# 1.13 Infinite-dimensional hilbert spaces

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Describes the extension of Hilbert spaces to infinite dimensions, including complete orthonormal sequences and Parseval's relation.

While up to now bases have been linked to finite-dimensional spaces and subspaces, it is possible to extend the concept to infinite-dimensional spaces.

Definition 1 Let $\left(X,R,+,·\right)$ be a vector space. An infinite sequence of orthonormal vectors $\left\{{e}_{1},{e}_{2},...\right\}\subseteq X$ is said to be a complete orthonormal sequence (CONS) in $X$ if for every $x\in X$ there exists a sequence ${\alpha }_{1},{\alpha }_{2},...\in R$ such that $x={\sum }_{i}{\alpha }_{i}{e}_{i}$ .

For the sake of concreteness, an infinite sum is defined as $x={\sum }_{i=1}^{\infty }{\alpha }_{i}{e}_{i}={lim}_{n\to \infty }{\sum }_{i=1}^{n}{\alpha }_{i}{e}_{i}$ . It is easy to see that ${\alpha }_{i}=〈x,,,{e}_{i}〉$ .

Lemma 1 An orthonormal sequence is complete if and only if the only vector in $X$ orthogonal to each of the ${e}_{i}$ 's is the zero vector.

Example 1 For the space $X$ of finite-energy complex-valued functions, $R=\mathbb{C}$ , a CONS is given by ${e}_{k}\left(t\right)=\frac{1}{\sqrt{2\pi }}{e}^{jkt}$ for $k=0,±1,±2,...$ . These vectors are orthonormal:

$〈{e}_{k},,,{e}_{l}〉={\int }_{0}^{2\pi }\frac{1}{2\pi }{e}^{jkt}{e}^{-jlt}dt={\int }_{0}^{2\pi }\frac{1}{2\pi }{e}^{j\left(k-l\right)t}dt=\left\{\begin{array}{cc}1\hfill & k=l\hfill \\ 0\hfill & k\ne l\hfill \end{array}\right)$

The coefficients are given by

${c}_{k}=〈x,,,{e}_{k}〉={\int }_{0}^{2\pi }x\left(t\right){e}^{-jkt}dt,$

and we obtain $x={\sum }_{k}{c}_{k}{e}_{k}$ . This is the sequence behind the Fourier series representation.

Example 2 Let $X$ be the space of bandlimited functions $x\left(t\right)$ (i.e., the set of functions with Fourier transform $X\left(f\right)$ such that $|X\left(f\right)|=0$ for all $f\notin \left[-B,B\right]$ ). A CONS for this space is given by

${e}_{k}\left(t\right)=\frac{1}{\sqrt{2B}}\mathrm{sinc}\left(2,B,\left(t,-,\frac{k}{2B}\right)\right),$

where $\mathrm{sinc}\left(t\right)=\left(sin\left(\pi t\right)\right)/\left(\pi t\right)$ . It is possible to show that the functions are orthogonal to each other, i.e.,

$〈{e}_{k},,,{e}_{l}〉={\delta }_{k,l}\left\{\begin{array}{cc}1\hfill & k=l\hfill \\ 0\hfill & k\ne l\hfill \end{array}\right).$

If $x$ is bandlimited, then it follows that $x\left(t\right)={\sum }_{k}{c}_{k}{e}_{k}\left(t\right)$ , with ${c}_{k}=〈x,,,{e}_{k}〉=x\left(k/\left(2B\right)\right)$ . The preservation of the norm in the coefficients can also be extended from ONBs to CONS.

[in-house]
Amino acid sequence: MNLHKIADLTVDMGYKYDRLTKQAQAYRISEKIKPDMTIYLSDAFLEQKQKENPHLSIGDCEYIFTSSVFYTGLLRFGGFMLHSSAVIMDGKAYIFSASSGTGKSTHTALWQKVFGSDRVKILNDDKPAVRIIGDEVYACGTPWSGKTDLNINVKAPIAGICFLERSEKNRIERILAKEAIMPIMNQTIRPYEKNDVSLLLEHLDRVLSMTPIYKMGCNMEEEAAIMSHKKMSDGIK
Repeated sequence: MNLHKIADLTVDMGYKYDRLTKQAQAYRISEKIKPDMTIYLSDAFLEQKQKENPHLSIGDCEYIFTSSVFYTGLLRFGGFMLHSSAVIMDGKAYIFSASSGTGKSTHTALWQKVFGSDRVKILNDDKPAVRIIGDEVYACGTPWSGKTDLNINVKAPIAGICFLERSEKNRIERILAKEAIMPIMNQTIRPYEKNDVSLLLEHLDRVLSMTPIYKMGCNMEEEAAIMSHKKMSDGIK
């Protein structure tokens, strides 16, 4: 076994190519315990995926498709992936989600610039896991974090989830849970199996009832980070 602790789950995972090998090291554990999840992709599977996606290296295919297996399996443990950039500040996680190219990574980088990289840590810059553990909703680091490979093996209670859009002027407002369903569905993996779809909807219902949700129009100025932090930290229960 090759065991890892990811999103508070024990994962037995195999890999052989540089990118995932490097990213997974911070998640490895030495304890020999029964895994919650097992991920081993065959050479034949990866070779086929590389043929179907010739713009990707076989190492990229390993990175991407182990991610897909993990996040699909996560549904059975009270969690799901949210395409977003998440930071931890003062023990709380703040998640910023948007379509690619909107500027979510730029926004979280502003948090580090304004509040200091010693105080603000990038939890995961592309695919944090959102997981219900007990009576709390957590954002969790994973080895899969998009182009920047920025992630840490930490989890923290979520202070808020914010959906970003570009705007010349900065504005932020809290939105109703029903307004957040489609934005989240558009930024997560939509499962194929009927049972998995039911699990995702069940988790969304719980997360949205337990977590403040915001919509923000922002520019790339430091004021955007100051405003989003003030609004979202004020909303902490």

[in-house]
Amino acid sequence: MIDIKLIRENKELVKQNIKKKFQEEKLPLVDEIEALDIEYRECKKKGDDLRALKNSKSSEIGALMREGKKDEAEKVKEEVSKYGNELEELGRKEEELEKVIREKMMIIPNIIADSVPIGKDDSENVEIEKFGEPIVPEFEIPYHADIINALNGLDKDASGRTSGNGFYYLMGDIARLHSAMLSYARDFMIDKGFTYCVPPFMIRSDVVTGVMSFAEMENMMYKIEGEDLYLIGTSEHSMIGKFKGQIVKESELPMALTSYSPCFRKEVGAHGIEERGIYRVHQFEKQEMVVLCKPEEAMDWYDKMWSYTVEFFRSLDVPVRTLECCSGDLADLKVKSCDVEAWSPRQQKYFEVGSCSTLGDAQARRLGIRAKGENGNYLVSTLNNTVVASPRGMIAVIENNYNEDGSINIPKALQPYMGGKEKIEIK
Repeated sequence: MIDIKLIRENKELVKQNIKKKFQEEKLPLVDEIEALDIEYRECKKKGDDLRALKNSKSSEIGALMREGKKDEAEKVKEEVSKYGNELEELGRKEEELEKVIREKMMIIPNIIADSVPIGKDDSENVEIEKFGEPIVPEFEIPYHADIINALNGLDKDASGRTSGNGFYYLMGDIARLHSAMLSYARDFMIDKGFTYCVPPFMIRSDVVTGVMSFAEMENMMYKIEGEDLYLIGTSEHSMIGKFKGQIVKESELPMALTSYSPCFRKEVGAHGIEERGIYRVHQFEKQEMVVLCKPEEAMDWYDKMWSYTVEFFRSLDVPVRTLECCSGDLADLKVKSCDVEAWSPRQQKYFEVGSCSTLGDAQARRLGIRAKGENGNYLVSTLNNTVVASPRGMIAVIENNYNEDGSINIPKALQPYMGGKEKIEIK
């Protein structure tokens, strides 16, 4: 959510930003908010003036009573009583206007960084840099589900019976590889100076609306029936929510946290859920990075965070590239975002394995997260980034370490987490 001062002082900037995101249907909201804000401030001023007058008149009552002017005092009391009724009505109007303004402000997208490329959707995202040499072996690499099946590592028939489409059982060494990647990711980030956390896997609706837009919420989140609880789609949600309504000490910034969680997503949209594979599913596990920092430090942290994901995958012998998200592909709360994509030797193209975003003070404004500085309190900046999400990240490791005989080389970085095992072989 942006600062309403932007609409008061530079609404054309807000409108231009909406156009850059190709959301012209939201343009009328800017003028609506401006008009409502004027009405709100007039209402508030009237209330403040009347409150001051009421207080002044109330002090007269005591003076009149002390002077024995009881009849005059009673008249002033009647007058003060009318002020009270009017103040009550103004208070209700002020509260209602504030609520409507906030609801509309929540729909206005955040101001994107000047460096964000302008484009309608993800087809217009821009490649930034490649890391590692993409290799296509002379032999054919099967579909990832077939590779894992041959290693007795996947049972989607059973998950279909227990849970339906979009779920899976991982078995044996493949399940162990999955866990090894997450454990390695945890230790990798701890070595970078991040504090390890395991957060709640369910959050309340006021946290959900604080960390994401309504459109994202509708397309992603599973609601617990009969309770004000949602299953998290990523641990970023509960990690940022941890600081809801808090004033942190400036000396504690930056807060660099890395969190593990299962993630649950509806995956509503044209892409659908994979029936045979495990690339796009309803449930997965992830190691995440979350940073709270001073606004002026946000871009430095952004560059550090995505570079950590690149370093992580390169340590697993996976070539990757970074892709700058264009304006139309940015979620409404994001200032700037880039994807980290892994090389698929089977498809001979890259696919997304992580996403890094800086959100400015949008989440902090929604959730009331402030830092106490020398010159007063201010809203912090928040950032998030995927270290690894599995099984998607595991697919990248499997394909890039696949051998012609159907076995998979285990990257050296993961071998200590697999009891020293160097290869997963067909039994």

Theorem 1 (Completeness Relation) An orthonormal sequence ${e}_{1},{e}_{2},...$ is complete for $X$ if and only if the completeness relation holds for all $x\in X$ :

${\parallel x\parallel }^{2}=\sum _{i}|〈x,,,{e}_{i}〉{|}^{2}=\sum _{i}{|{c}_{i}|}^{2}.$

The sequence $\left\{{e}_{i}\right\}$ is CONS if and only if

$x=\sum _{i=1}^{\infty }〈x,,,{e}_{i}〉{e}_{i}=\underset{n\to \infty }{lim}\sum _{i=1}^{n}〈x,,,{e}_{i}〉{e}_{i}=\underset{n\to \infty }{lim}{x}_{n},$

where ${x}_{n}={\sum }_{i=1}^{n}〈x,,,{e}_{i}〉{e}_{i}$ is the partial sum. We then have ${\parallel x\parallel }^{2}=\parallel x-{x}_{n}{\parallel }^{2}+{\parallel {x}_{n}\parallel }^{2}$ as these two components are orthogonal to each other. Applying a limit on both sides for $n$ , we have

${\parallel x\parallel }^{2}=\underset{n\to \infty }{lim}\parallel x-{x}_{n}{\parallel }^{2}+\underset{n\to \infty }{lim}\parallel {x}_{n}{\parallel }^{2}=0+\underset{n\to \infty }{lim}\sum _{i=1}^{n}|〈x,,,{e}_{i}〉{|}^{2}=\sum _{i=1}^{\infty }{|〈x,,,{e}_{i}〉|}^{2}.$

Theorem 2 Let $X$ be a Hilbert space with a CONS $\left\{{e}_{1},{e}_{2},...\right\}$ . Then for any $x,y\in X$ , Parseval's relation holds: $〈x,,,y〉={\sum }_{i}〈x,,,{e}_{i}〉\overline{〈y,,,{e}_{i}〉}$ .

Using the CONS, we can write the partial sums ${x}_{n}={\sum }_{i=1}^{n}〈x,,,{e}_{i}〉{e}_{i}$ and ${y}_{n}={\sum }_{i=1}^{n}〈y,,,{e}_{i}〉{e}_{i}$ . We then have

$\begin{array}{cc}\hfill |〈{x}_{n},,,{y}_{n}〉-〈x,,,y〉|& =|〈{x}_{n},,,y〉-〈{x}_{n},,,y〉+〈{x}_{n},,,{y}_{n}〉-〈x,,,y〉|\hfill \\ & =|〈{x}_{n},,,{y}_{n},-,y〉+〈{x}_{n},-,x,,,y〉|\hfill \\ & \le |〈{x}_{n},,,{y}_{n},-,y〉|+|〈{x}_{n},-,x,,,y〉|\hfill \\ & \le \parallel {x}_{n}\parallel \parallel {y}_{n}-y\parallel +\parallel {x}_{n}-x\parallel \parallel {y}_{n}\parallel \hfill \end{array}$

Letting $n\to \infty$ we have that the upper bound goes to zero, and therefore as $n\to \infty$ , we have $〈{x}_{n},,,{y}_{n}〉\to 〈x,,,y〉$ . Therefore,

$\begin{array}{cc}\hfill 〈x,,,y〉& =\underset{n\to \infty }{lim}〈{x}_{n},,,{y}_{n}〉=\underset{n\to \infty }{lim}\sum _{i=1}^{n}\sum _{j=1}^{n}〈〈x,,,{e}_{i}〉,{e}_{i},,,〈y,,,{e}_{j}〉,{e}_{j}〉\hfill \\ & =\underset{n\to \infty }{lim}\sum _{i=1}^{n}\sum _{j=1}^{n}〈x,,,{e}_{i}〉\overline{〈y,,,{e}_{j}〉}〈{e}_{i},,,{e}_{j}〉=\underset{n\to \infty }{lim}\sum _{i=1}^{n}〈x,,,{e}_{i}〉\overline{〈y,,,{e}_{i}〉}\hfill \\ & =\sum _{i=1}^{\infty }〈x,,,{e}_{i}〉\overline{〈y,,,{e}_{i}〉}.\hfill \end{array}$

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